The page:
Lightweight Energy Absorbers for Blast Containers
- Created: Tuesday, 01 July 2003
Aluminum foam liners tested for possible replacement of solid lead liners.
Kinetic-energy- absorbing liners made of aluminum foam have been developed to replace solid lead liners in blast containers on the aft skirt of the solid rocket booster of the space shuttle. The blast containers are used to safely trap the debris from small explosions that are initiated at liftoff to sever frangible nuts on hold-down studs that secure the spacecraft to a mobile launch platform until liftoff.
The desire to replace the lead liners arose from the large mass density of lead and its poor energy-absorption performance in the specific application, along with the toxicity of lead and its susceptibility to corrosion in the seacoast launch environment. The aluminum foam liners are products of a program of design and testing in which the mechanical properties of the foam were tailored for the specific application. Factors considered in the program included mass density, degree of porosity, sizes of pores, resistance to corrosion, strength-to-weight ratio, responses to loads, and variable stress-vs.-strain characteristics.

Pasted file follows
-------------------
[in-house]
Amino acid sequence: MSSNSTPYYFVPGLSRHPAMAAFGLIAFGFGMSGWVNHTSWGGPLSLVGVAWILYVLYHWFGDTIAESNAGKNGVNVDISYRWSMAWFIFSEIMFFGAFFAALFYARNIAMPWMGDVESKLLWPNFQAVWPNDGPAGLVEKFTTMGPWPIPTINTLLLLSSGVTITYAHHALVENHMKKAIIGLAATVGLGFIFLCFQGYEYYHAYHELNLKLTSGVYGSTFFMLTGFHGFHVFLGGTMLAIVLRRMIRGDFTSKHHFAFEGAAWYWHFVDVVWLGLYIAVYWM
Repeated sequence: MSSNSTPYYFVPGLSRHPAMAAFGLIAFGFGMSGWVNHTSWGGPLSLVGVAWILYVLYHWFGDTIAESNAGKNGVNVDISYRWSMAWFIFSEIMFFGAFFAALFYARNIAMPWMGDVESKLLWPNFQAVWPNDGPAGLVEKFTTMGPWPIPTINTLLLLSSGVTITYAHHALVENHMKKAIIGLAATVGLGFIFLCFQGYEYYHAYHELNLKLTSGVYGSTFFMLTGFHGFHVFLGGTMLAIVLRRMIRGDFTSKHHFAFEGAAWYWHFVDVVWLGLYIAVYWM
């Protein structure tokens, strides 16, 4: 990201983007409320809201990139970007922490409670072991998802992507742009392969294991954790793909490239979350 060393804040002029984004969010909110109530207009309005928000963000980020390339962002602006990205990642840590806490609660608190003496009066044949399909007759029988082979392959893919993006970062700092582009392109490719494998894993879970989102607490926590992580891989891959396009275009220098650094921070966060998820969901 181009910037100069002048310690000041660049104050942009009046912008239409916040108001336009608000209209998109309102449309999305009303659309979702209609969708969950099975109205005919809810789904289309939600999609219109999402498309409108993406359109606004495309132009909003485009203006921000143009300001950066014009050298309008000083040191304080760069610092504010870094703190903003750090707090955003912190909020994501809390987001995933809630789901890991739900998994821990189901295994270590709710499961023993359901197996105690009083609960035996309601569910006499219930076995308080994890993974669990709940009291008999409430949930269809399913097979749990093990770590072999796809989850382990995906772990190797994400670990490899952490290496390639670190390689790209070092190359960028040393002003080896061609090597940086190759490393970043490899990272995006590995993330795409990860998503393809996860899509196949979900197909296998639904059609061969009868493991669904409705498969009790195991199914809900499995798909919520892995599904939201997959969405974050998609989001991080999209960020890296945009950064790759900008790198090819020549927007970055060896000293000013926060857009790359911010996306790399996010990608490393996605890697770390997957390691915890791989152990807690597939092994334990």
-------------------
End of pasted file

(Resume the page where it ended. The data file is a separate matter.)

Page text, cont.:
Static drop tests were performed on foams of various thicknesses and densities to optimize the design. On the basis of the results of these tests, aluminum foam liners with densities of 16 and 24 percent were selected. Sample foam liners were tested in a simulated launch configuration (see figure). The results of the tests showed that suitably designed and fabricated aluminum foam liners absorb energy more effectively than the solid lead liners do.
This work was done by Donald L. Balles, Thomas M. Ingram, Howard L. Novak, and Albert F. Schricker of USBI Co. for Marshall Space Flight Center. For further information, access the Technical Support Package (TSP) free on-line at www.techbriefs.com/tsp under the Mechanics category.
Inquiries concerning rights for the commercial use of this invention should be addressed to the Patent Counsel, Marshall Space Flight Center; (256) 544-0021. Refer to MFS-31563.